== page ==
Casino promoter runs into hot water in Vegas
As the Florida Senate completes plans to embark on a statewide road show to discuss the future of gambling in Florida, one of the most active players in the quest to bring resort casinos to Florida -- Las Vegas Sands -- has withstood some rocky publicity this week.
According to the Wall Street Journal, and other news sources, the casino giant has agreed to pay more than $47 million and will accept U.S. Department of Justice's assertion that the company failed to report suspcicious financial activity by a customer who dealt only in cash, and who was later identified as a drug kingpin.
A Sands spokesman told the Wall Street Journal in its Wednesday papers that, "The company cooperated fully in the investigation, and that effort was recognized clearly by the government."
Under the agreement reviewed by the WSJ, Sands has agreed to refrain from using generic names on its customer accounts and must also conduct two years of reviews of its anti-money laundering policies and file periodic reports with the government.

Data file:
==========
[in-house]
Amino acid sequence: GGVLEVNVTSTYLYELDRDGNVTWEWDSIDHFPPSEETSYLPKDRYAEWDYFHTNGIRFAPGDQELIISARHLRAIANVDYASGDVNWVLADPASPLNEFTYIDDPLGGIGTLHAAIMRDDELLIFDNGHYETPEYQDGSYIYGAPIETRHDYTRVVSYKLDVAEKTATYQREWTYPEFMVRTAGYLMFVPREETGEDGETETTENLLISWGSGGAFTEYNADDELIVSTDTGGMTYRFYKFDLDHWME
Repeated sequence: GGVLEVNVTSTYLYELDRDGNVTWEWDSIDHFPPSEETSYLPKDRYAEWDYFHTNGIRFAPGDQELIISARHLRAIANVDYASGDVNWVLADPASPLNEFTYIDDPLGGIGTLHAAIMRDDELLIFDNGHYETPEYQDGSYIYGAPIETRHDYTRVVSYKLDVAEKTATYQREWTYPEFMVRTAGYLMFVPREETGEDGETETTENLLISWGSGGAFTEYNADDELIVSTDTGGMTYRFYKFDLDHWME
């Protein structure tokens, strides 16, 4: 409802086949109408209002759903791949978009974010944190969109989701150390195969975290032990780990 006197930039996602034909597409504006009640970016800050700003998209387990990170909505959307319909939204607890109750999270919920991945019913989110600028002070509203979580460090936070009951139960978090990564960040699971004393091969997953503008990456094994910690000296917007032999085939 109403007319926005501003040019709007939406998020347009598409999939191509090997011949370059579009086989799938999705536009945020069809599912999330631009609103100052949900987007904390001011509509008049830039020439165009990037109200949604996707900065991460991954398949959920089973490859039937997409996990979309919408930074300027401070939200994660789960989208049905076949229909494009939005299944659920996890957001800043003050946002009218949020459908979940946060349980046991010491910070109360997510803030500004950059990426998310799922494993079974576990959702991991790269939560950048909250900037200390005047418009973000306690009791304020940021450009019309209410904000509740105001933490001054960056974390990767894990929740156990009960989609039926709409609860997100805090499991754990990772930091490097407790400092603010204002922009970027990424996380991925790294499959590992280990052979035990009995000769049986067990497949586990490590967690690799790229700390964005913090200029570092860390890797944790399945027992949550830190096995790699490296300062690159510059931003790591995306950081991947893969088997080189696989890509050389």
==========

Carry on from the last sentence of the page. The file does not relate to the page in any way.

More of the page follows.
The federal settlement is part of a two-year probe into possible money-laundering at the Sands, the newspaper reported. Investigators at the U.S. Treasury and Justice Department have been concerned that the practices may have enabled some of the casino's most lucrative customers to gamble using proceeds from illegal activities, federal officials said.
Sands officials also disclosed in its annual report in March that after an internal probe into its casino operations in Macau, the company probably violated the U.S. Foreign Corrupt Practices Act.